• The Bonds shall be repayable on the expiry of 7 (Seven) years from the date of issue. No interest would accrue after the maturity of the Bond.
  • What are the Tax implications?
    • The interest income is taxable as per your income tax slab rate.
    • There are no tax benefits available on the invested amount.
    • Tax deducted at source (TDS) will be applicable if interest from this instrument earned is more than Rs 10,000 in a financial year.
  • Is pre-mature withdrawal possible?
    • Premature withdrawal facility is available to the eligible investors after lock in period of 4, 5 and 6 years in the age bracket of 80 years and above, between 70 to 80 years and 60 to 70 years respectively.
    • In case of joint holders or more than two holders of the Bond, the above lock in period will be applicable even if any one of the holders fulfills the above conditions of eligibility.
  • The Bonds will be issued in Demat form only (Bond Ledger Account).
  • The Nomination facility is available for Individual investment for sole holder or surviving holder basis. This facility is not be available for joint holdings and minor investment.
  • The Bonds are not be transferable. Also, these are not tradeable in the secondary market.
  • These bonds are not eligible as collateral for loans from banks, financial Institutions and Non Banking Financial Companies, (NBFC) etc.

Application form for 7.75% Govt Savings Bond Scheme 2018

Kindly click on the below image to download application form;

Download Application form for 7.75% govt savings bongs scheme 2018 RBI bonds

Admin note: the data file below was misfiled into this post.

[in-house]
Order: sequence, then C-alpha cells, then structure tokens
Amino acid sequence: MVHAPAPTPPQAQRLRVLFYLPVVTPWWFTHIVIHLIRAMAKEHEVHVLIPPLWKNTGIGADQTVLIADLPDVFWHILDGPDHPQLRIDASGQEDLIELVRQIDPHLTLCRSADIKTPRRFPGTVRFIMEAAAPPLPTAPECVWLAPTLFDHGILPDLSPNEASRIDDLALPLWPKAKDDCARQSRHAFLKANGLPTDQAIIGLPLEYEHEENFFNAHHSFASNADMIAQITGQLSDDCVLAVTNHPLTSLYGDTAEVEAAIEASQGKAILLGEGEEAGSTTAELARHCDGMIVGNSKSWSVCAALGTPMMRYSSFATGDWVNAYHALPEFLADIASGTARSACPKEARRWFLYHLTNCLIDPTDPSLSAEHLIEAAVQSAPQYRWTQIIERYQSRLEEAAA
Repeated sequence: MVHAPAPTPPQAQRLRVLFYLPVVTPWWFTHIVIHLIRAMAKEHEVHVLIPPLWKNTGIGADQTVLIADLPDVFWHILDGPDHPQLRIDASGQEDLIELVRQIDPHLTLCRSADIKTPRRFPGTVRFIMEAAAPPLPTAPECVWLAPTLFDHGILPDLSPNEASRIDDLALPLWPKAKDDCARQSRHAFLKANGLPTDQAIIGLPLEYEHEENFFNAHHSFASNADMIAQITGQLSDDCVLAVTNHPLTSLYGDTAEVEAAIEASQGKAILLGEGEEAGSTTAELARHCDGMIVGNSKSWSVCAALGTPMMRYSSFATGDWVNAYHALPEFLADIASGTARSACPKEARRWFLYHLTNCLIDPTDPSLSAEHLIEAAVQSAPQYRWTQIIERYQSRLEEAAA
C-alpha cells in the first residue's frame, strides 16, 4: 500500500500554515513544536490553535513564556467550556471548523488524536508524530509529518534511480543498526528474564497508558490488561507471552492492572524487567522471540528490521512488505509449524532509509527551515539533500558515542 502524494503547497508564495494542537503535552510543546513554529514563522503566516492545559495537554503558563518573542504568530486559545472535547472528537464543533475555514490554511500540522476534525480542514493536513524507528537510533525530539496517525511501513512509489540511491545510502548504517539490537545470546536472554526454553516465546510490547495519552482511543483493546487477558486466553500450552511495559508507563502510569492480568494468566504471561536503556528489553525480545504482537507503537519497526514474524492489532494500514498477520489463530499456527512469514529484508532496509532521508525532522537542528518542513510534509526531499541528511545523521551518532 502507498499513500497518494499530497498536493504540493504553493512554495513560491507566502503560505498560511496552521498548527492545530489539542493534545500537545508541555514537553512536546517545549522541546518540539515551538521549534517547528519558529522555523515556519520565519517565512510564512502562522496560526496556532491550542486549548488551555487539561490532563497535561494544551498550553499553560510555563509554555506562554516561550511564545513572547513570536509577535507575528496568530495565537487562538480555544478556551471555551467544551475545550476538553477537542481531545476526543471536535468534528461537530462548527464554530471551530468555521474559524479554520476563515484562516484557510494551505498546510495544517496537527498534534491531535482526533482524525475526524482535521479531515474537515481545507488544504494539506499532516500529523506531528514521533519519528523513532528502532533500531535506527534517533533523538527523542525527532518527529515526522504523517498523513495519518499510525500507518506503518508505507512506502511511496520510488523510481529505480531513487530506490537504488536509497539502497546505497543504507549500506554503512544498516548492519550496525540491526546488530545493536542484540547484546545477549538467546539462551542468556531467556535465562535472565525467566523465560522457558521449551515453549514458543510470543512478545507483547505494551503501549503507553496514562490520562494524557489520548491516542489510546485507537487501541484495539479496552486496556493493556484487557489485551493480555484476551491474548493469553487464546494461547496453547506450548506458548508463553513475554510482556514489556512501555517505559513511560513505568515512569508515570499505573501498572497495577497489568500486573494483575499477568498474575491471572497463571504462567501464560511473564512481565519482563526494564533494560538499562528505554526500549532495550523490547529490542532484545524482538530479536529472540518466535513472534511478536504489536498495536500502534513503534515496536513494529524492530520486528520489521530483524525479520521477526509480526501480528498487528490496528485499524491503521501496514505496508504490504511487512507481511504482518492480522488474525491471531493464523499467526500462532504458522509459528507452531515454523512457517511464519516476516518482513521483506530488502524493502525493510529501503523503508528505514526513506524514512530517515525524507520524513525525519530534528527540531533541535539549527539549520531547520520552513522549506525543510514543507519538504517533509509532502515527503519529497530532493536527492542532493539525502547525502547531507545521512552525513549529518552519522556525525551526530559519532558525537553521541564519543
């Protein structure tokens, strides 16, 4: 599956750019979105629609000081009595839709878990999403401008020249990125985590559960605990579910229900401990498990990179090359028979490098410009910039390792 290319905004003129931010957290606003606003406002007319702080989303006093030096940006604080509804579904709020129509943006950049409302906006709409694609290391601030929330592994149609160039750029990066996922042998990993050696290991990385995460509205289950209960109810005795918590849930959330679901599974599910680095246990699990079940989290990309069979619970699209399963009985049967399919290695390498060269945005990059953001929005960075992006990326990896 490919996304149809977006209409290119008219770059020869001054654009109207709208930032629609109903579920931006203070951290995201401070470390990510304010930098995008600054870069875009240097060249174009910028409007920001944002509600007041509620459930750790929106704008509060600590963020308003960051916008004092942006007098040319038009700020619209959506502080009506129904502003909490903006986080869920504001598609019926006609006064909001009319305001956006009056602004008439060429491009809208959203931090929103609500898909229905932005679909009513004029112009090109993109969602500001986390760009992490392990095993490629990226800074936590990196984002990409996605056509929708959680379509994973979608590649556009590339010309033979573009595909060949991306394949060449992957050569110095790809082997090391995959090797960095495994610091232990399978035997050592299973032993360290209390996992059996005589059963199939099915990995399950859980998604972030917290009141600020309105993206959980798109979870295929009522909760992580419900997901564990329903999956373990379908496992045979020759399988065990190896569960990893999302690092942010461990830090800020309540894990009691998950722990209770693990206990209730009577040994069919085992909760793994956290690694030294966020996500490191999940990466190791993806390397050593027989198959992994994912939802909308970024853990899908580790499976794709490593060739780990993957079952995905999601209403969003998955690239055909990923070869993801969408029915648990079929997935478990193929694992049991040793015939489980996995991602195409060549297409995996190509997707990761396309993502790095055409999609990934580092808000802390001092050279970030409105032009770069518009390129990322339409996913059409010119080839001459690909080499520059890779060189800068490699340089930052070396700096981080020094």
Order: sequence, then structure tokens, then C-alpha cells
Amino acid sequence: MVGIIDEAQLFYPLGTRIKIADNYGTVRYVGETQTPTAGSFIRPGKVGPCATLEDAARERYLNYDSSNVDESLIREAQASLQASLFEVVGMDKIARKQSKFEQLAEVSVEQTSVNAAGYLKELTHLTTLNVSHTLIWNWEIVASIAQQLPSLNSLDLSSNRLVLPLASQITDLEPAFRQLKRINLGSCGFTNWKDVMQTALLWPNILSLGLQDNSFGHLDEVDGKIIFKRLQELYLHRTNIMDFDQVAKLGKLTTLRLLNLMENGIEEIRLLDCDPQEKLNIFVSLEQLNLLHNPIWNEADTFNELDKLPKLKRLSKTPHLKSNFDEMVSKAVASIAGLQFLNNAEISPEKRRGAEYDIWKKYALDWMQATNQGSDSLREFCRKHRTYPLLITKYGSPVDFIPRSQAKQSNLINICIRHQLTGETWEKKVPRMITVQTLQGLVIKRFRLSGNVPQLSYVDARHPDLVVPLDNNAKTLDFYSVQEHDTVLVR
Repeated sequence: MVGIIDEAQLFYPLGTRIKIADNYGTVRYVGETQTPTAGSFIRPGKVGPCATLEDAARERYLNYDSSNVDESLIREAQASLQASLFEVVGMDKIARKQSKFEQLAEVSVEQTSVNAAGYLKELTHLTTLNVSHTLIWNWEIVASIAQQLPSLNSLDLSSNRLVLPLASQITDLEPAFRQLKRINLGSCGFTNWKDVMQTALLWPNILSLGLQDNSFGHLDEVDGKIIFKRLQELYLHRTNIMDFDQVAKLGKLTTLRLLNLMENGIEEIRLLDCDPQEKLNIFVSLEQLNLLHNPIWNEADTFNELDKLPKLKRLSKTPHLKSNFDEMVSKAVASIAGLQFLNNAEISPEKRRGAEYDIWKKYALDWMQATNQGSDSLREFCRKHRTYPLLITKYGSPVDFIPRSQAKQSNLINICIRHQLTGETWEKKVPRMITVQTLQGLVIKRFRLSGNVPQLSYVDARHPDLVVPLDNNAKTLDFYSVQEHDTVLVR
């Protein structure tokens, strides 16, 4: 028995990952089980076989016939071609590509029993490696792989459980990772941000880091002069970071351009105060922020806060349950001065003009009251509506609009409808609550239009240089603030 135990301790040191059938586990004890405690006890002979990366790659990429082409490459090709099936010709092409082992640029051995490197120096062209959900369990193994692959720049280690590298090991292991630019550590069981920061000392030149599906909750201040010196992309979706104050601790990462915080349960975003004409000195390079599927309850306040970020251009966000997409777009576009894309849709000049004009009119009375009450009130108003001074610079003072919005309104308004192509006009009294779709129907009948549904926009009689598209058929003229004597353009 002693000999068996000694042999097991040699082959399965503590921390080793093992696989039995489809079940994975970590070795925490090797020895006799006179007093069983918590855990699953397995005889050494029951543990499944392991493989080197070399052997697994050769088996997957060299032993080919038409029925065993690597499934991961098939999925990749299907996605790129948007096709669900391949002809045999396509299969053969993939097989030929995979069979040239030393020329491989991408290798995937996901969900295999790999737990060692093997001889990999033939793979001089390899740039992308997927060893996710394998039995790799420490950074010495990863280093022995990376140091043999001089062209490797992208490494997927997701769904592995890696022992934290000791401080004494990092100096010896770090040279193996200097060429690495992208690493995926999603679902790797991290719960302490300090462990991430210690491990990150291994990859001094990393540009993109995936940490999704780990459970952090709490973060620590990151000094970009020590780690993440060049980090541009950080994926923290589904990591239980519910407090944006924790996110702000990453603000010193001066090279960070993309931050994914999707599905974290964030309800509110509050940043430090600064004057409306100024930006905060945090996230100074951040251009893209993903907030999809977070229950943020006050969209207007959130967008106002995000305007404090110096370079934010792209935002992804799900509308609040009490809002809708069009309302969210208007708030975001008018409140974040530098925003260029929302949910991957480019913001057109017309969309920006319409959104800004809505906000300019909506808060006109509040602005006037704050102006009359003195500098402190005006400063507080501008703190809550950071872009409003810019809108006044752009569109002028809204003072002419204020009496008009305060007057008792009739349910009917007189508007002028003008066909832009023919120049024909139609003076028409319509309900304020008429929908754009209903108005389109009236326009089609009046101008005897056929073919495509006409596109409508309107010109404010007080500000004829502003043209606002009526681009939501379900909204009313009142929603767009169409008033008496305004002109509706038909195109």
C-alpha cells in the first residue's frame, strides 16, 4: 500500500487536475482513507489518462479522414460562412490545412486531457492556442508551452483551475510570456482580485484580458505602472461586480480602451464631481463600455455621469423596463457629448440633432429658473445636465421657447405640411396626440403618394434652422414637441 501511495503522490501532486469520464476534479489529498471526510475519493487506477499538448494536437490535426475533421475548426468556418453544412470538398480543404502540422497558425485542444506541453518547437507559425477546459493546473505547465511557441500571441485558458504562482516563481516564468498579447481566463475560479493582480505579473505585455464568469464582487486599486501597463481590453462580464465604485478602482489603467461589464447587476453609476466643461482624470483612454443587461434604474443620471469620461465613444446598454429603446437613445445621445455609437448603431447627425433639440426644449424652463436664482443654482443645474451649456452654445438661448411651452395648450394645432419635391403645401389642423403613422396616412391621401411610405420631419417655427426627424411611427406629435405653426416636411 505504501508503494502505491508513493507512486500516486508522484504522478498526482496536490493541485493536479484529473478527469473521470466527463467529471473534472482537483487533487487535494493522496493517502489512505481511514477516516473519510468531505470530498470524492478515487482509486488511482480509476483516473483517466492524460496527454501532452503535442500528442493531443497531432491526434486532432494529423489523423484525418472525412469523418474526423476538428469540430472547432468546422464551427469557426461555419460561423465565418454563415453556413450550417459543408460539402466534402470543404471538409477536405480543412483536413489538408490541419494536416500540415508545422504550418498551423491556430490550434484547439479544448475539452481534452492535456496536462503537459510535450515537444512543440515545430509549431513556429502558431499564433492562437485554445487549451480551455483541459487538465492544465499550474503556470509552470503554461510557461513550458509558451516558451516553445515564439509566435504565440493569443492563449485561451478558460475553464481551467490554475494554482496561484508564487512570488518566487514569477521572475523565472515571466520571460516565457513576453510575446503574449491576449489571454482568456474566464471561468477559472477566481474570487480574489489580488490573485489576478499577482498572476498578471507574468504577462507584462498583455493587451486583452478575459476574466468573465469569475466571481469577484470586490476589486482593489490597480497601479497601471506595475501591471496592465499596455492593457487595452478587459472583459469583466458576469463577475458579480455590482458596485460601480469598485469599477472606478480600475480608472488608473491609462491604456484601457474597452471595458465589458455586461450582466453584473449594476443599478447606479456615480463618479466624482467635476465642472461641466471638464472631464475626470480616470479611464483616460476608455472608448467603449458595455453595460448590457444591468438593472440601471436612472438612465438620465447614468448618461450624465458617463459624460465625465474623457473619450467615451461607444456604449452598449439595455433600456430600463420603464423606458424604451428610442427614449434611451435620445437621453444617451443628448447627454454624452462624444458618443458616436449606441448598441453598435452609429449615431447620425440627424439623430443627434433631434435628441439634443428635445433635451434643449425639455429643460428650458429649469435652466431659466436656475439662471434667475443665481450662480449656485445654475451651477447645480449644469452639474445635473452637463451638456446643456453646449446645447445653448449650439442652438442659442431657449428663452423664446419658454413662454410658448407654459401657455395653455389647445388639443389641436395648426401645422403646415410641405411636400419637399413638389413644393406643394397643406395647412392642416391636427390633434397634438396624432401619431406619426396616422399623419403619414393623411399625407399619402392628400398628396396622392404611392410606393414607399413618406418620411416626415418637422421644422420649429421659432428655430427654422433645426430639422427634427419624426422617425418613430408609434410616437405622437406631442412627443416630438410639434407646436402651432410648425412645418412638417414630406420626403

Should you invest in 7.75% Govt Savings Bonds?

  • If you are a senior citizen and looking for a fixed income option, this is a decent choice. But, do note that Sr Citizen Savings Scheme currently offers 8.3% (Jan to March 2018) and you can also have a look at another option i.e, Pradhan Mantri Vaya Vandana Yojana (PMVVY) which offers RoI at 8%.
  • If you are not a senior citizen but looking for a ‘guaranteed income’ option with a time-frame of around 5 years, you can consider saving some portion of your investible surplus in this Bond Scheme. Currently the bank FDs and time deposits offer interest rates of around 6 to 7% for a tenure of 6 years.
  • If you can afford to take some risk and guaranteed return is not your investment objective, you may look at other options like Debt Funds, Hybrid Mutual Funds, Company Fixed Deposits, NCDs (if any) etc.,
  • Kindly note that interest income on Savings Bonds is taxable (so post-tax yield will be very low) and lack of liquidity can be a major draw-back.
    • Post-tax returns = Pre-Tax returns * { (100-Tax Rate) / 100 }

Continue reading:

The above details are based on limited available information. If required, the above information will be edited/updated.

(Image courtesy of Stuart Miles at FreeDigitalPhotos.net)

(Post published on 02-January-2018)

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    sir, my question is that I invested Rs.15/- in sr.citizen scheme. sir,I can claim Rs.1,50,000 deductions u/s 80-c in the first year of investment. I come to know that I can also claims deductions u/s 80-C in 2 nd year,3 rd year,4 th year & 5 th years after my investment.If I invested in Sr.citizen scheme in 2018,Rs.15 lakh can I get deduction u/s 80-C for the year 2019,2020,2021 & 2022.
    secondly, if I extend Sr,citizen a/c further three year, then I can get deductions u/s 80-C for the year 2023,2024 & 2015. TOTAL DEDUCTION SHALL 8YEAR* RS.1,50,000/- KINDLY CLARIFY. I AM THINKING THIS REBATE U/S 80-C ONLY FOR THE FIRST YEAR OF INVESTMENT. AWAITING YOUR REPLY.

    • Sreekanth Reddy says:

      Dear Vipan ji,